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5.6.06

Liszt via Brendel: An Illuminating Trip Through Jahre der Wanderschaft 

available at Amazon
F. Liszt, Anné de Pèlerinage, Alfred Brendel
available at Amazon
Schubert Sonatas - DVD

available at Amazon
Schubert Sonatas - double CD

available at Amazon
Liszt - Bolet

available at Amazon
Liszt - Berman

With his crazed, hypnotizing (and frankly: weird) stare from those steel-blue eyes, Alfred Brendel looks straight at us from the screen, indulging us in his thoughts on Franz Liszt’s Anné de Pèlerinage, introducing us to important background information, informing our understanding of the music along with the ‘mottos’ of Schiller, Byron and Senancour that are associated with each ‘picture’. The look on his eyes is all intensity and contrasts with his mellow, intellectually, carefully phrased talk; every syllable pedantically cared for. He even mispronounces with such authority that you don’t question it but assume that that’s probably the true proper pronunciation, anyway. The experience may be unsettling at first, but wedged between each expertly played ‘picture’ of this two-partite cycle about Liszt’s own travels through Switzerland – the first year – and Italy – the second year – (a third, separate episode was later added by Liszt but is different in character and style), these vignettes of commentary are what makes this DVD, with all the tension it exudes, so outstanding and enjoyable.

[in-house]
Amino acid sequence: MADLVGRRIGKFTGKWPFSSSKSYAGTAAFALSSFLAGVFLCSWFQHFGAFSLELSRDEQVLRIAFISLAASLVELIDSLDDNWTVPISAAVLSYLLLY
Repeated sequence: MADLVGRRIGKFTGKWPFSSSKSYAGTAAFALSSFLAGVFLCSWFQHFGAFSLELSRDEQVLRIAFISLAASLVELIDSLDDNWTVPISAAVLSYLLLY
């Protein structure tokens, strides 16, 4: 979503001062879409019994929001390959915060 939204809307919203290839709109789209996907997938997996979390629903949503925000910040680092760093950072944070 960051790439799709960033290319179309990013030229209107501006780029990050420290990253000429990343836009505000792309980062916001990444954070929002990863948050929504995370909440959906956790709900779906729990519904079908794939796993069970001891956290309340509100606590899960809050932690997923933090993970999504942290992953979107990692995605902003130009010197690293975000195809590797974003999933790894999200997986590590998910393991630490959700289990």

Whereas his DVD with the three late Schubert sonatas offers greatly enjoyable performances, the bonus of a DVD is rather limited here: To see Brendel alone in the Great Hall of the Middle Temple in London, alone, in tails, may offer a handful of fascinating shots of his hands running up and down the keyboard or punctuating a chord with particular vigor. But ultimately I’d be more likely to turn to a performance of my choice on an audio recording (including the recent issue of live recordings of Brendel’s in the last five sonatas) than be perched in front of the TV for my Schubert. It is in the commentary of the Liszt where the DVD format’s real edge over the CD format comes in. While I might still turn to Lazaar Berman or perhaps Jorge Bolet for these works on record, it is precisely that informed, brief yet thorough introduction before each work that makes this issue special, that adds much to your understanding not only of the pieces itself but also interpretive choices: Brendel’s and others pianists. With him you follow the footsteps of Liszt, himself following the footsteps of George Sand’s Lettres des Voyageur, Lord Byron’s Harold, Senancour’s Obermann, Madam de Staël, Goethe and Montesquieu. For those who have their DVD player coupled with a good sound system it would have been a good idea to be able to skip the introductions so as to have the performance double as a ‘pure’ recording. Others might well be tempted to skip the performances to just get the uninterrupted talk. Either way: An intriguing offering from Universal and Brendel who, the now 75 years old, was 55 at the time of the making, and already looked like an dignified, wise old man, and Athenian Owl.

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